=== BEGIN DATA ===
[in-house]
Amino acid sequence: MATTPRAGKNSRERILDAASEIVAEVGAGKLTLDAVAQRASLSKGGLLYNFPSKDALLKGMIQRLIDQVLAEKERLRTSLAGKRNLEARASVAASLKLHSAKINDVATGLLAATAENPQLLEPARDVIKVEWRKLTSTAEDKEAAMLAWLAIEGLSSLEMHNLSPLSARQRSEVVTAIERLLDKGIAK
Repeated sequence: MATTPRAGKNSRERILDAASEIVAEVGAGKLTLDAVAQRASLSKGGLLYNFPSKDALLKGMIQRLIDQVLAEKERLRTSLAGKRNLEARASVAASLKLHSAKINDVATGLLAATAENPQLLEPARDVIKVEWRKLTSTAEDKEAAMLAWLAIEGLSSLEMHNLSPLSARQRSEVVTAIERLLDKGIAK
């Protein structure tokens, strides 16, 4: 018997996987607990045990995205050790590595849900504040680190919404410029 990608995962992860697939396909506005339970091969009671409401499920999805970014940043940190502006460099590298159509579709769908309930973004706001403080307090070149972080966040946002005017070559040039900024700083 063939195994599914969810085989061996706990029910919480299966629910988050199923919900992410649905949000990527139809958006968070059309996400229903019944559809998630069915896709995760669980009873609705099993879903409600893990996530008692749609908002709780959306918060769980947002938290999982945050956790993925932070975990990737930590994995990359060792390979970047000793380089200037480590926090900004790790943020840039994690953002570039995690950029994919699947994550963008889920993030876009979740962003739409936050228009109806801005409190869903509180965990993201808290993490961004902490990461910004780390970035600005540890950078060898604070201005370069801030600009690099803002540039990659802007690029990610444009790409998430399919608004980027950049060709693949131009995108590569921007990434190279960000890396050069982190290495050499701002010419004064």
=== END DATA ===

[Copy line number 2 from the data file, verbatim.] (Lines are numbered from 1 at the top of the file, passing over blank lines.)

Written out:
Amino acid sequence: MATTPRAGKNSRERILDAASEIVAEVGAGKLTLDAVAQRASLSKGGLLYNFPSKDALLKGMIQRLIDQVLAEKERLRTSLAGKRNLEARASVAASLKLHSAKINDVATGLLAATAENPQLLEPARDVIKVEWRKLTSTAEDKEAAMLAWLAIEGLSSLEMHNLSPLSARQRSEVVTAIERLLDKGIAK